The United States’ only operational heavy icebreaker, the U.S. Coast Guard Cutter Polar Star (WAGB 10), made a scheduled port call, Thursday, in Chowder Bay, Australia.
The Polar Star’s Chowder Bay port call is part of the crew’s annual journey to Antarctica where they will support Operation Deep Freeze, a joint military service mission to resupply the United States Antarctic stations of the National Science Foundation, the lead agency for the United States Antarctic Program.
This year marks Polar Star’s 26th voyage to Antarctica. Every year, a joint and total force team work together to complete a successful Operation Deep Freeze season. Military members from the U.S. Air Force, Army, Coast Guard, and Navy work together through Joint Task Force-Support Forces Antarctica to continue the tradition of providing U.S. military support. Operation Deep Freeze works closely with other Antarctic programs to include those of Australia, New Zealand, and Italy, as well as those Nations’ respective defense forces.
“It’s an honor to carry out this historic and unique mission alongside the National Science Foundation and United States Antarctic Program, in conjunction with the Joint Task Force-Support Forces Antarctica,” said Capt. Keith Ropella, Polar Star’s commanding officer. “Our crew’s hard work and sacrifice ensure the success of the Polar Star’s contributions to the Operation Deep Freeze mission.”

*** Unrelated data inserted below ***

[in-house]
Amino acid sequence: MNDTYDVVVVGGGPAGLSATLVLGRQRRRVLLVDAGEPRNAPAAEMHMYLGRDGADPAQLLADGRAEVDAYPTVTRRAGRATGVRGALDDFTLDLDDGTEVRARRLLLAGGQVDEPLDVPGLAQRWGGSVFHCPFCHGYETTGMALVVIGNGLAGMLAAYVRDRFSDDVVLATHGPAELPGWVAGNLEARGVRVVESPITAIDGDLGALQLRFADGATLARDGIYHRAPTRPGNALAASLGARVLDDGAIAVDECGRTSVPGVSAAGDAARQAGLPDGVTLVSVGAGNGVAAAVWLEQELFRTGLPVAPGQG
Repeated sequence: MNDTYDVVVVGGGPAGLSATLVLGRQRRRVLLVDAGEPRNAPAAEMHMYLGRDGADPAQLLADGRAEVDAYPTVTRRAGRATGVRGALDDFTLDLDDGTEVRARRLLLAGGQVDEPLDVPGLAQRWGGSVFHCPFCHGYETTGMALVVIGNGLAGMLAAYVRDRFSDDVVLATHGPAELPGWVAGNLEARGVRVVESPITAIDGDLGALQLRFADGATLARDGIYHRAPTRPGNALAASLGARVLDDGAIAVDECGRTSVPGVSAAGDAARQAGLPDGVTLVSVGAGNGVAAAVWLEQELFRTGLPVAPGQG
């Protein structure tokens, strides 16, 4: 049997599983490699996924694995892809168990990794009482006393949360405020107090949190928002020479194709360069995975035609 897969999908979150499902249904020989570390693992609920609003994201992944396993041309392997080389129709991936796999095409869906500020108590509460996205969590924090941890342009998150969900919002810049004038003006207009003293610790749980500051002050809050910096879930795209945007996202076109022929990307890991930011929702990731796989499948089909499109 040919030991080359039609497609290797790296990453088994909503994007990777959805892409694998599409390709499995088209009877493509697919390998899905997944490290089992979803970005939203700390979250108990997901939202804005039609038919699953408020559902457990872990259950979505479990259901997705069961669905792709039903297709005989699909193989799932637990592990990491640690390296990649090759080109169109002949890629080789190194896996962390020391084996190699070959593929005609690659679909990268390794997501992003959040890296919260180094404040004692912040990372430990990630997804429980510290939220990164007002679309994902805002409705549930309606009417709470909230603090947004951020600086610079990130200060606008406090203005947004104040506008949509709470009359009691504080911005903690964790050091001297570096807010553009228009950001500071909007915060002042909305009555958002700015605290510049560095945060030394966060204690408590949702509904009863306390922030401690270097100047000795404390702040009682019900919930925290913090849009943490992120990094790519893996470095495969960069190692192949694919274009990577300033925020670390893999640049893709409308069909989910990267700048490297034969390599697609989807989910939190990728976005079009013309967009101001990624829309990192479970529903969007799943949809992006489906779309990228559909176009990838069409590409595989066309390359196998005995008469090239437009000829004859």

The Polar Star provides heavy icebreaking capabilities to facilitate sealift, seaport access, bulk fuel supply, and port cargo handling for three U.S. research stations in Antarctica with McMurdo Station being the largest.
Polar Star’s ice breaking capabilities enable the safe delivery of critical supplies to sustain USAP’s year-round operations and support international partnership in the harsh Antarctic environment. It’s vitally important that the U.S. maintains a maritime domain presence in Antarctica to protect uninhibited international access to the region. A Coast Guard heavy polar icebreaker has provided this capability for more than 30 years.
Operation Deep Freeze is one of the more challenging U.S. military peacetime missions due to the harsh environment in which it is conducted. Antarctica is the coldest, windiest, most inhospitable continent on the globe, and each trip requires careful planning and coordination. U.S. military service members are trained and ready to support this vital mission despite the austere environment.
“The Polar Star’s crew receives unique and specialized icebreaking training to ensure they are properly equipped to carry out this vital mission,” said Lt. Cmdr. Benjamin Litts, Polar Star’s operations officer. “The success of U.S. missions in the Polar Regions remains a top priority for the Coast Guard.”
The Polar Star is the United States’ only asset capable of providing access to both Polar Regions. It is a 399-foot heavy polar icebreaker commissioned in 1976, weighing 13,500 tons, 84-feet wide, with a 34-foot draft. The six diesel and three gas turbine engines produce up to 75,000 horsepower.
Chris Sattler photo